MSIL – EOFK 2-3 (2-1): Freshly created, the student women’s football team of the university college of Molde is beginning a new adventure, based on having fun and following the rise of women’s football at the global level.
By MAXENCE GUERITOT (text & photo)
The football scene is not an entirely one-sided field anymore. Despite the large domination of men’s football in terms of popularity when compared to its women counterpart, the latter is going through a development phase which highlights an increase in participation and engagement. The FIFA World Cup which is going to be held in less than a month, in France, is surely going to have an impact in that regard, leading to more female participation and team creation in this part of the discipline.
A growth is already observable at this point and an example can be found with Molde Studentenes Idrettslag (MSIL), which has introduced its women’s team for the first time this year. The student organization, led by its representative Jørgen Hveding Andreassen, has had a men’s football team for several years in the past and can now offer the same opportunity to women.
Engaged in the 3.divisjon Kvinner of the Nordmøre og Romsdal region, the team competes within the structure of the Norwegian Football Federation and faces on a weekly basis neighboring teams, ranging from the second team of Træff in Molde to Surnadal.
The match-up against Surnadal was actually played on May 9th and represented the team’s biggest trip of the season, with a two-hour drive from Molde before being able to access the away field. Considering this, it is not surprising to learn that MSIL received its biggest loss of the season during this opposition (5-0), especially after learning that the players travel with their own cars and share the costs between the team members.
This information given by MSIL’s coach, Jonathan Yrjø Rinne, highlights the usual challenges that arise with a newly created organization and which the freshly built women’s team is currently facing. He expressed other issues that they have had to manage during this initial process of creating a new squad, particularly concerning the recruitment of players: “We had a first meeting in November, with around fifty to sixty girls who showed up, then we had our first training in January with approximately thirty of them. […] Today, we had to finish the game with ten players for the last fifteen minutes because of injuries and a lack of substitutes available.”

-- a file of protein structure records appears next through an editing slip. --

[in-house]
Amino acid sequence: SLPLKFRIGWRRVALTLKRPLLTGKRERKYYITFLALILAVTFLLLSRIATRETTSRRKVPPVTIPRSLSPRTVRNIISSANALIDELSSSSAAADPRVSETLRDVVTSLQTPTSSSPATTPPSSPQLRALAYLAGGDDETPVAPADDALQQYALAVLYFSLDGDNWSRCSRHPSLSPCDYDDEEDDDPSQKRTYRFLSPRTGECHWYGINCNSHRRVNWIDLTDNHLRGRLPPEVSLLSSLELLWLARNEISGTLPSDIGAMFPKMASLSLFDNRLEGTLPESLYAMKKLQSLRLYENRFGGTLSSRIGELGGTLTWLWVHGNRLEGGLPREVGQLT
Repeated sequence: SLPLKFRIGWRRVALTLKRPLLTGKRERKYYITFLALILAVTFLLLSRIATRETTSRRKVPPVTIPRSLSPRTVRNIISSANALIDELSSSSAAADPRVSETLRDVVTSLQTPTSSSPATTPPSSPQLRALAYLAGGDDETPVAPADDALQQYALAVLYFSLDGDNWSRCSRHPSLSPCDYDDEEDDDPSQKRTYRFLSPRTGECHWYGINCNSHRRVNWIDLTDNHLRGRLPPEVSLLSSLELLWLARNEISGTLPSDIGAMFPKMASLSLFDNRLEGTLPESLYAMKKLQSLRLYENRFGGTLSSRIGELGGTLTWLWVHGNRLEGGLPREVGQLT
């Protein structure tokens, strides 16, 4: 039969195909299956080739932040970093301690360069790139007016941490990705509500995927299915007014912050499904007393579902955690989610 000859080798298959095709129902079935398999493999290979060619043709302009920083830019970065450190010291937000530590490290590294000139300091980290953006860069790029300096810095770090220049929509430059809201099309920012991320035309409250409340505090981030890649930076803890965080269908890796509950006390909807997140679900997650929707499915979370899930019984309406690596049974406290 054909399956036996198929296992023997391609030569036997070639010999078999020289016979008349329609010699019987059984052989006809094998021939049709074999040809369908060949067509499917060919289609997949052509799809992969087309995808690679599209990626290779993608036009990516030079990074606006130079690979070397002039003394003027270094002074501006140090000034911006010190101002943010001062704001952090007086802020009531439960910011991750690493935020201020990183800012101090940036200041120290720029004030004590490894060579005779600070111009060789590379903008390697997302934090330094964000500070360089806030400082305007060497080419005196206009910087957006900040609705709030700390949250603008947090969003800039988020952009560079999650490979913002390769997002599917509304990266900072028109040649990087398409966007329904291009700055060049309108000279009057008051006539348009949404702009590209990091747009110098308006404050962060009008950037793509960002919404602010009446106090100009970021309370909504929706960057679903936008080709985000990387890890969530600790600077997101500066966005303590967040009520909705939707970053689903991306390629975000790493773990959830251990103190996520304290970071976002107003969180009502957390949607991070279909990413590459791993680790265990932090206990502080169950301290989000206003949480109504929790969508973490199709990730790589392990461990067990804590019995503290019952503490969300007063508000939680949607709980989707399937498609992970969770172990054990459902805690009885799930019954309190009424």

During this specific match, played on May 15th against Eide og Omegn FK at home on Molde kunstgress, the team could have greatly benefited from a few more players ready to play in the final minutes of the game. This fourth game of MSIL’s season could have even turned out to be the first win in the club’s history after two initial draws and the loss against Surnadal.
The scenario of the match seemed ideal for the team to secure its first three points in the league. Despite an early goal scored within the first twenty minutes by Eide og Omegn FK, MSIL managed to turn the situation around with two consecutive goals scored before the end of the first half by Kristine Furø and Charlotte Bjøringsøy, respectively wearing the number 23 and 18.
A few great saves made by the team’s keeper Anette Haugland during the second half helped to keep MSIL on top for most of the game, but the late injuries and the lack of substitutes available eventually led to the opposition’s striker scoring a brace in the final minutes and therefore giving MSIL its second loss of the season (2-3).
Despite the result, the team showed some encouraging signs of development and hints that it is heading in the right direction, as Jonathan Yrjø Rinne expressed: “We can already see some progress within the team, with more cohesion. […] Ultimately, our objective is not about competition, it is about having fun and it’s a nice project ,so we are going to keep developing it.”
His assistant coach, Thor Olav Tvedt Delgado-Rodriguez, also seemed satisfied of the way the team is currently evolving despite the result, and he emphasized the need to recruit new players to add to the roster.
A solution could be found with international students who, for some of them, might be interested in the project and provide some added value, as the coaching staff agreed: “We have an objective of development, so we need to get more girls in, even internationals. The information for this season were given in Norwegian, so it was maybe difficult for internationals to get in, but next time we will definitely try to open it to everyone.” With Norway being ranked at the 12th place of the most recent FIFA Women’s World Ranking, a much better position than the men’s 50th spot, there is a qualitative local pool of young players available already, but some support from German, French or even Japanese students could turn out to be valuable.
Nevertheless, the team is engaged in a promising path and also benefits from the support of MSIL men’s team, from which several players came to attend the match against Eide og Omegn FK. With such a positive environment to grow, it is not surprising to see external comments being made regarding the quality of the team. The lead referee for the game, Victoria Sipian Slemmen Lervik, and one of her assistant, Tuva Grøvdal, have been refereeing regularly for three seasons in the region and they compared their previous experience with the MSIL-EoFK matchup: “We can see that more teams are being created now and we had two really good teams today.”
With the natural development that women’s football is currently going through, the increased interest and media attention given to global events such as the World Cup, and the rise in participation that can be observed in several countries, this side of the most popular sport in the world can expect to witness a lot of support and positive projects, such as the one led by MSIL.